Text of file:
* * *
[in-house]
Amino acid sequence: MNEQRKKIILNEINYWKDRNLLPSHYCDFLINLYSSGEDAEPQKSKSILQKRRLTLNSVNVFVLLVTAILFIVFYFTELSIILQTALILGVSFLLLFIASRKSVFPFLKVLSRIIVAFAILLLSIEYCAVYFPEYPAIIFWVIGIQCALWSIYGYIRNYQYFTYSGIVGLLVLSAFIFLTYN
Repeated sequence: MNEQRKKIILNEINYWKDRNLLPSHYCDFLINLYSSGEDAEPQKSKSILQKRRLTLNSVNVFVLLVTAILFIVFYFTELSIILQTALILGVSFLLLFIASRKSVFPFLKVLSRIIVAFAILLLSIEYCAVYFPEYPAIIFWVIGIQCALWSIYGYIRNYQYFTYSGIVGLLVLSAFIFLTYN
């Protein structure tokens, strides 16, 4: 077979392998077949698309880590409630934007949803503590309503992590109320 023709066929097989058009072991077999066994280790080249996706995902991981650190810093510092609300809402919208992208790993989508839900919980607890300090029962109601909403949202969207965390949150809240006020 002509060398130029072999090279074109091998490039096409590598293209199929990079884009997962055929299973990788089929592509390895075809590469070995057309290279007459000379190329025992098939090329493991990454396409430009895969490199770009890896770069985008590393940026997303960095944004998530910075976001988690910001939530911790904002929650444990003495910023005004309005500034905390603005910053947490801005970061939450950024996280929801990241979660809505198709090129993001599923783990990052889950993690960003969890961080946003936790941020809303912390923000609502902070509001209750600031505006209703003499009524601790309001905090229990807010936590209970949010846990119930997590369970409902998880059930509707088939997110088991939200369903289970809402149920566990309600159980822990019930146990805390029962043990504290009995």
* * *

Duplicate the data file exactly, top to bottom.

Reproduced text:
[in-house]
Amino acid sequence: MNEQRKKIILNEINYWKDRNLLPSHYCDFLINLYSSGEDAEPQKSKSILQKRRLTLNSVNVFVLLVTAILFIVFYFTELSIILQTALILGVSFLLLFIASRKSVFPFLKVLSRIIVAFAILLLSIEYCAVYFPEYPAIIFWVIGIQCALWSIYGYIRNYQYFTYSGIVGLLVLSAFIFLTYN
Repeated sequence: MNEQRKKIILNEINYWKDRNLLPSHYCDFLINLYSSGEDAEPQKSKSILQKRRLTLNSVNVFVLLVTAILFIVFYFTELSIILQTALILGVSFLLLFIASRKSVFPFLKVLSRIIVAFAILLLSIEYCAVYFPEYPAIIFWVIGIQCALWSIYGYIRNYQYFTYSGIVGLLVLSAFIFLTYN
């Protein structure tokens, strides 16, 4: 077979392998077949698309880590409630934007949803503590309503992590109320 023709066929097989058009072991077999066994280790080249996706995902991981650190810093510092609300809402919208992208790993989508839900919980607890300090029962109601909403949202969207965390949150809240006020 002509060398130029072999090279074109091998490039096409590598293209199929990079884009997962055929299973990788089929592509390895075809590469070995057309290279007459000379190329025992098939090329493991990454396409430009895969490199770009890896770069985008590393940026997303960095944004998530910075976001988690910001939530911790904002929650444990003495910023005004309005500034905390603005910053947490801005970061939450950024996280929801990241979660809505198709090129993001599923783990990052889950993690960003969890961080946003936790941020809303912390923000609502902070509001209750600031505006209703003499009524601790309001905090229990807010936590209970949010846990119930997590369970409902998880059930509707088939997110088991939200369903289970809402149920566990309600159980822990019930146990805390029962043990504290009995």